From Business Insider, Google’s Larry Page Does Exactly the Right Thing: Says ‘Whatever’ to Wall Street. “In some people’s minds, Google’s Larry Page just committed the cardinal sin: He offended Wall Street. Wall Street has reacted to the first quarter in the Page regime by tossing the stock overboard. Larry Page is spending way too much, Wall Street says. Larry Page isn’t communicating well enough. Larry Page couldn’t even be bothered to spend more than a couple of minutes on the earnings call with Wall Street last night. So to hell with him! Lost under the outrage, of course, is that Larry Page may be doing exactly the right thing: Focusing on Google and Google’s products and users, instead of Wall Street.” I’d agree that finance has become too involved in business. Bankers should be providing businessmen with capital and letting them innovate and sell useful products. Big mergers, private equity firms, and the whole Wall Street machine has become very good at shaking money out of business, but their track record on long term health is less than stellar. Hopefully, Larry Page has enough clout, and an actual strategy, to keep Google doing what they’re doing.

Of course, that leads to the question, what is it that Google does? Most people think of them as a search engine, but in fact, Google sells advertisements, and Business Week has an article about how toxic the focus on advertising has become. Says early facebook employee Jeff Hammerbacher, “”The best minds of my generation are thinking about how to make people click ads.” “Once again, 11 years after the dot-com-era peak of the Nasdaq, Silicon Valley is reaching the saturation point with business plans that hinge on crossed fingers as much as anything else. “We are certainly in another bubble,” says Matthew Cowan, co-founder of the tech investment firm Bridgescale Partners. “And it’s being driven by social media and consumer-oriented applications.”" One of the big open questions at Prevail is how new forms of media, particularly social media, can be used to increase social participation and guide what we call the Second Curve of Social Change. But if at the end of the day, if everybody is focused advertising, social media is just perpetuating a cycle of consumption, with more wasted time for average people in an already advertising saturated world, and for the researchers who are supposed to be improve the technology.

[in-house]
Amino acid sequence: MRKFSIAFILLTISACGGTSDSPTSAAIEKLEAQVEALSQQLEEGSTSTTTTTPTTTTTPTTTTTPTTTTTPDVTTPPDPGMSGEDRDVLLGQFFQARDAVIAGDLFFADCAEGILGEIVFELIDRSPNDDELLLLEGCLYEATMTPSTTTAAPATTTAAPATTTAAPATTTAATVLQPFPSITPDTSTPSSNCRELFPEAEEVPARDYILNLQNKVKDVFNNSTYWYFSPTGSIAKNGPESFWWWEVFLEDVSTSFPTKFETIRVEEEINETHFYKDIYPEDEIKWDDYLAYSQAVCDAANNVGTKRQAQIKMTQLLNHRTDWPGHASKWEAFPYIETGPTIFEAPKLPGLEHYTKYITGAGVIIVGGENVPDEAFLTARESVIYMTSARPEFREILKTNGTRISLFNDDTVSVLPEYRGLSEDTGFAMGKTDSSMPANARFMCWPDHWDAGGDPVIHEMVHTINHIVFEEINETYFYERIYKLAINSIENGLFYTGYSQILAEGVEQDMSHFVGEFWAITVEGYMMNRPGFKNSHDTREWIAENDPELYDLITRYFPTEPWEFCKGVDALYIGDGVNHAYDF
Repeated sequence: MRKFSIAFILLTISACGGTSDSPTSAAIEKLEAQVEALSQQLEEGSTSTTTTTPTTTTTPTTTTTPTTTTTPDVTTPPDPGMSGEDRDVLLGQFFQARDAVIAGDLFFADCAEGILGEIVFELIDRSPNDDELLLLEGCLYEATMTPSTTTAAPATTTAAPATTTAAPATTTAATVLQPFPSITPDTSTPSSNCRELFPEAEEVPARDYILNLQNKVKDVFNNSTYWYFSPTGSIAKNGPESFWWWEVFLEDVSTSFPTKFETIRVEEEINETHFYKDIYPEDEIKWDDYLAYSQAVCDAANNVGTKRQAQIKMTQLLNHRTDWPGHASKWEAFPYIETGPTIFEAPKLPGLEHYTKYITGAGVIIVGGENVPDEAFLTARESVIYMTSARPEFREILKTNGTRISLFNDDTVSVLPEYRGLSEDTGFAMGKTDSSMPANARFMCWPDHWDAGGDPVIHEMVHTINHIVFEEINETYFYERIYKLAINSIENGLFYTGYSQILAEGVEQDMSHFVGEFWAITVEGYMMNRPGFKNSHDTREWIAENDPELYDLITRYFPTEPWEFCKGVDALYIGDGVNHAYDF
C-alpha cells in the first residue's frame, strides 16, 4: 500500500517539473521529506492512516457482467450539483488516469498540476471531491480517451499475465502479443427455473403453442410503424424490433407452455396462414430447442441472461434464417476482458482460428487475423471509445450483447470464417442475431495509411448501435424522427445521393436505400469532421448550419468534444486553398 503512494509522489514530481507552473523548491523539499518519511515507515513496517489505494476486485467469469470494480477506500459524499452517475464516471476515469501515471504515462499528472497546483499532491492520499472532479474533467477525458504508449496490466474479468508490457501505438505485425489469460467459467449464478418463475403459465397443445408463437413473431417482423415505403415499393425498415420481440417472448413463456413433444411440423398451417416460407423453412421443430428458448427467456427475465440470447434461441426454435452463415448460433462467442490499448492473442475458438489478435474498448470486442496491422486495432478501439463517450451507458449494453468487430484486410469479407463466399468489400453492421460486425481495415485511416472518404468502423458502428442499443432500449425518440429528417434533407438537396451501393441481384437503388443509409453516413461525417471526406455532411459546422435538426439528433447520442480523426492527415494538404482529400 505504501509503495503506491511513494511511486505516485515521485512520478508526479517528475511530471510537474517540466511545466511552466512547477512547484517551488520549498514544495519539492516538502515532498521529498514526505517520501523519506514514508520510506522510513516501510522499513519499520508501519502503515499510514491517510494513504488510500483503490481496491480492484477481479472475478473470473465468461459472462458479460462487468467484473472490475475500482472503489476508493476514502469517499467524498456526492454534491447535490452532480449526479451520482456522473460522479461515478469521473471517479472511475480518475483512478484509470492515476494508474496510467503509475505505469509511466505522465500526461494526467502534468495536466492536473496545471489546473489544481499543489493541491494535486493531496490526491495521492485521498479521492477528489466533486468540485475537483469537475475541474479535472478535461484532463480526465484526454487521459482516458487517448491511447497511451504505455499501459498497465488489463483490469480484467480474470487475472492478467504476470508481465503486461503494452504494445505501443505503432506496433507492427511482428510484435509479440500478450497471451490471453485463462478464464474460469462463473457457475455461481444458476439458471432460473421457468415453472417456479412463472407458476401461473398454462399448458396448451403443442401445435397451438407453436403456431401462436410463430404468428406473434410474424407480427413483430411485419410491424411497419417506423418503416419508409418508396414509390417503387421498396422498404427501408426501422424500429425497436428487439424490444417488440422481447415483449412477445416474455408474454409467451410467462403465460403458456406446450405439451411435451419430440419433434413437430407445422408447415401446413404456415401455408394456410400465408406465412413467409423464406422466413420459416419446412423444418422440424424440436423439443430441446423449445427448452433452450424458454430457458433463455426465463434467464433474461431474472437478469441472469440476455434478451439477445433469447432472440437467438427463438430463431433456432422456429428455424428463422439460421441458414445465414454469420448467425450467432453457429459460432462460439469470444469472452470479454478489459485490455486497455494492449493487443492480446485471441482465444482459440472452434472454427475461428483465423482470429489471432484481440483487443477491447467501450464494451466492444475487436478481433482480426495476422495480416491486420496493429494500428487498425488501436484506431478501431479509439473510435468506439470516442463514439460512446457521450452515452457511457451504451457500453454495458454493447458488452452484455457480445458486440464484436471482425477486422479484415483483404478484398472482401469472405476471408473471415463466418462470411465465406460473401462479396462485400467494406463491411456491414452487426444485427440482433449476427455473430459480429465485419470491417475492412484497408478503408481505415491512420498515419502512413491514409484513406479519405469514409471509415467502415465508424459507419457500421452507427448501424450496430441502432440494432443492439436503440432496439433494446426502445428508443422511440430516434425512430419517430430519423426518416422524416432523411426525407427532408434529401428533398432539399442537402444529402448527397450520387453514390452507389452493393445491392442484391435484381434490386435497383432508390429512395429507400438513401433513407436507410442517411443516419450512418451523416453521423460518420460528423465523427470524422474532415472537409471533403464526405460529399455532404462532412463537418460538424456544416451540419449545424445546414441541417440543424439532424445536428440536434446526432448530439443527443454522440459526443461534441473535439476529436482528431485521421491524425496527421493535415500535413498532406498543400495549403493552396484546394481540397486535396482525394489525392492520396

Makes you think, doesn’t it? These are big issues, and if any entrepreneurs out there are reading, maybe they could share some ideas.

China’s Censors Tackle And Trip Over The Internet

Since late March, when Google moved its search operations out of mainland China to Hong Kong, each response to a Chinese citizen’s search request has been met at the border by government computers, programmed to censor any forbidden information Google might turn up.  “Carrot” — in Mandarin, huluobo — may seem innocuous enough. But it contains the same Chinese character as the surname of President Hu Jintao. And the computers, long programmed to intercept Chinese-language searches on the nation’s leaders, substitute an error message for the search result before it can sneak onto a mainland computer. 

This is China’s censorship machine, part George Orwell, part Rube Goldberg: an information sieve of staggering breadth and fineness, yet full of holes; run by banks of advanced computers, but also by thousands of Communist Party drudges; highly sophisticated in some ways, remarkably crude in others.

The one constant is its growing importance. Censorship used to be the sleepy province of the Communist Party’s central propaganda department, whose main task was to tell editors what and what not to print or broadcast. In the new networked China, censorship is a major growth industry, overseen — and fought over — by no fewer than 14 government ministries.

http://www.nytimes.com/2010/04/08/world/asia/08censor.html

Battling The Information Barbarians

China often views the ideas of foreigners, from missionaries in the 17th century to 21st-century Internet entrepreneurs, as subversive imports.  The tumultuous history behind the class with Google.

http://online.wsj.com/article/SB10001424052748704878904575031263063242900.html?m